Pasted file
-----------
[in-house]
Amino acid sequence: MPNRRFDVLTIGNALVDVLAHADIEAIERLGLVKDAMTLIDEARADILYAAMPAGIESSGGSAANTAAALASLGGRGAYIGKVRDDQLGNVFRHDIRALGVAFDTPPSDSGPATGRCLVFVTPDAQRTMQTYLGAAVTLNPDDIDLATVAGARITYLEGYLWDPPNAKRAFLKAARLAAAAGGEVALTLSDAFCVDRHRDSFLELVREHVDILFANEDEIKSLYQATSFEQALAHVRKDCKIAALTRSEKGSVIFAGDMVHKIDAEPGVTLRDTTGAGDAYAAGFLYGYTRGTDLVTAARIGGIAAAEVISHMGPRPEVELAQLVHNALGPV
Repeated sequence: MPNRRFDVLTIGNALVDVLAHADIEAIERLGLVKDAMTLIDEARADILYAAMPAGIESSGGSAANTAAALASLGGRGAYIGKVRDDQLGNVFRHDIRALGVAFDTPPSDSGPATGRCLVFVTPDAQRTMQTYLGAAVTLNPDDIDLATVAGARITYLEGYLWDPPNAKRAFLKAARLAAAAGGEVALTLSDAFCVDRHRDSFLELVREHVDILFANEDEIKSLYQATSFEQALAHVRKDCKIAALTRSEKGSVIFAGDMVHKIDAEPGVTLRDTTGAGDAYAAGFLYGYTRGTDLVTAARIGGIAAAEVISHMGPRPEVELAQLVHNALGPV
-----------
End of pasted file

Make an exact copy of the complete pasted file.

[in-house]
Amino acid sequence: MPNRRFDVLTIGNALVDVLAHADIEAIERLGLVKDAMTLIDEARADILYAAMPAGIESSGGSAANTAAALASLGGRGAYIGKVRDDQLGNVFRHDIRALGVAFDTPPSDSGPATGRCLVFVTPDAQRTMQTYLGAAVTLNPDDIDLATVAGARITYLEGYLWDPPNAKRAFLKAARLAAAAGGEVALTLSDAFCVDRHRDSFLELVREHVDILFANEDEIKSLYQATSFEQALAHVRKDCKIAALTRSEKGSVIFAGDMVHKIDAEPGVTLRDTTGAGDAYAAGFLYGYTRGTDLVTAARIGGIAAAEVISHMGPRPEVELAQLVHNALGPV
Repeated sequence: MPNRRFDVLTIGNALVDVLAHADIEAIERLGLVKDAMTLIDEARADILYAAMPAGIESSGGSAANTAAALASLGGRGAYIGKVRDDQLGNVFRHDIRALGVAFDTPPSDSGPATGRCLVFVTPDAQRTMQTYLGAAVTLNPDDIDLATVAGARITYLEGYLWDPPNAKRAFLKAARLAAAAGGEVALTLSDAFCVDRHRDSFLELVREHVDILFANEDEIKSLYQATSFEQALAHVRKDCKIAALTRSEKGSVIFAGDMVHKIDAEPGVTLRDTTGAGDAYAAGFLYGYTRGTDLVTAARIGGIAAAEVISHMGPRPEVELAQLVHNALGPV